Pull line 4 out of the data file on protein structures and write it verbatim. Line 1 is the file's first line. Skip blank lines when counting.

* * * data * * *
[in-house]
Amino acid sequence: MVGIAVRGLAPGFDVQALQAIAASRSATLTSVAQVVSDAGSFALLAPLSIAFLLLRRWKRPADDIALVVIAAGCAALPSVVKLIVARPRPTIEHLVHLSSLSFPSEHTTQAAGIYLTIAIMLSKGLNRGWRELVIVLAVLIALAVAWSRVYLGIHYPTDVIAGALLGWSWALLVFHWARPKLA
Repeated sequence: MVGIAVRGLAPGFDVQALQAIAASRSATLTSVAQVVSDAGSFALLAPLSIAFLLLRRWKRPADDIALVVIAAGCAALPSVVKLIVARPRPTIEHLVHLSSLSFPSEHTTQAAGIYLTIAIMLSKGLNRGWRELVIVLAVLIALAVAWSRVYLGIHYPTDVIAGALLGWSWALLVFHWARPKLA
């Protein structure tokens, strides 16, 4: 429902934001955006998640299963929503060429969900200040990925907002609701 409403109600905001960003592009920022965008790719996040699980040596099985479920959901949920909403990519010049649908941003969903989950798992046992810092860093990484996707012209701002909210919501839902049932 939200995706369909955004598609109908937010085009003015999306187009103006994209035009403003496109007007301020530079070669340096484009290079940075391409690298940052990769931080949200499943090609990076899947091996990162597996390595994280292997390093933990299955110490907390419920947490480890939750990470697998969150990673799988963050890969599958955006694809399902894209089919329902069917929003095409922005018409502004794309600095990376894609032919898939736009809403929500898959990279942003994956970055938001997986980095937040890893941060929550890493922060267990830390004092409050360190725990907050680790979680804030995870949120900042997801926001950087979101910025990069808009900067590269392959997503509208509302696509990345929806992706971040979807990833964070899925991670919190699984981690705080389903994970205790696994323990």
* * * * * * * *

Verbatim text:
């Protein structure tokens, strides 16, 4: 429902934001955006998640299963929503060429969900200040990925907002609701 409403109600905001960003592009920022965008790719996040699980040596099985479920959901949920909403990519010049649908941003969903989950798992046992810092860093990484996707012209701002909210919501839902049932 939200995706369909955004598609109908937010085009003015999306187009103006994209035009403003496109007007301020530079070669340096484009290079940075391409690298940052990769931080949200499943090609990076899947091996990162597996390595994280292997390093933990299955110490907390419920947490480890939750990470697998969150990673799988963050890969599958955006694809399902894209089919329902069917929003095409922005018409502004794309600095990376894609032919898939736009809403929500898959990279942003994956970055938001997986980095937040890893941060929550890493922060267990830390004092409050360190725990907050680790979680804030995870949120900042997801926001950087979101910025990069808009900067590269392959997503509208509302696509990345929806992706971040979807990833964070899925991670919190699984981690705080389903994970205790696994323990």